Sam Wyche, who led Cincinnati to the Super Bowl, dies at 74



After winning the A.F.C. The Bengals lost 20:16 to Walsh's 49ers in Super Bowl XXIII for the second time in their history. The 49ers sealed the win when Montana threw a 10-yard touchdown pass 34 seconds ahead of John Taylor. (The Bengals have never returned to the Super Bowl.)

Wyche, known as a fiery and stubborn trainer who is ready to go against the grain, made waves two years later for a different, more embarrassing reason. In October 1990 the N.F.L. Wyche fined a $ 27,000 record for a coach for preventing a reporter, Denise Tom of USA Today, from entering the team's locker room. He was unrepentant and said that women should not be able to enter players when they are naked.

"No fine will force me to change my belief on the matter," he told reporters. “We have to find a way for women to have decent and open access to all of these athletes. The Commissioner believes that punishing me is more important than trying to find another solution. "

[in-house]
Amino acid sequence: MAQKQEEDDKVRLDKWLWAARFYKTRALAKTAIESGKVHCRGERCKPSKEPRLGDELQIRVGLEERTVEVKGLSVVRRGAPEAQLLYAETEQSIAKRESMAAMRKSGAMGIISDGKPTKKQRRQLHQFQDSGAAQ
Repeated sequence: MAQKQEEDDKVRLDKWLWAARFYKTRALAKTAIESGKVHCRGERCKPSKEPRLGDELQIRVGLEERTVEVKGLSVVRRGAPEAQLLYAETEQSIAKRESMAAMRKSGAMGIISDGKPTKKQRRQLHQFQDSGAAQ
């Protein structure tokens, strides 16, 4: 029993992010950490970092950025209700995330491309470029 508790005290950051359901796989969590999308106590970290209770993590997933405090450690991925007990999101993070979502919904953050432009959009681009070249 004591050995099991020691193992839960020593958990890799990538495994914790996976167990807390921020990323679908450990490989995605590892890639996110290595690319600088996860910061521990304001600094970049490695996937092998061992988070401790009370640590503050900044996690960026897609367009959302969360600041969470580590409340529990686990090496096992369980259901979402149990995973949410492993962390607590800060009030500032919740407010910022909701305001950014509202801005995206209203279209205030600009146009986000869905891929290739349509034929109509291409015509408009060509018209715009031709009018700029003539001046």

Wyche had already been fined twice, once for knocking a microphone out of a reporter's hand and once for beating all reporters out of the team's locker room after a defeat. The third fine came just a few weeks after another reporter, Lisa Olson from The Boston Herald, complained about being surrounded and insulted by several naked players in the New England Patriots' locker room.

Wyche's willingness to act against the convention also extended to the field. He increased his opponents' score and once ordered an onside kick, although his team was in the lead with 45-0. He was also pronounced. He criticized fans in Cleveland for throwing debris onto the pitch and urged fans in Cincinnati to stop throwing snowballs.

After a 3:13 win in 1991, Wyche Cincinnati left for Tampa, where he coached the Buccaneers for four seasons. Although he led the Bengals on one of the franchise's most successful stretches, he only had a 61-66 record there (plus 3-2 in the playoffs) and a 23-41 record in Tampa.

He was quarterback coach for the Buffalo Bills in 2004 and 2005 and then moved to Pickens, where he volunteered as quarterback coach and offensive coordinator for the city's high school team.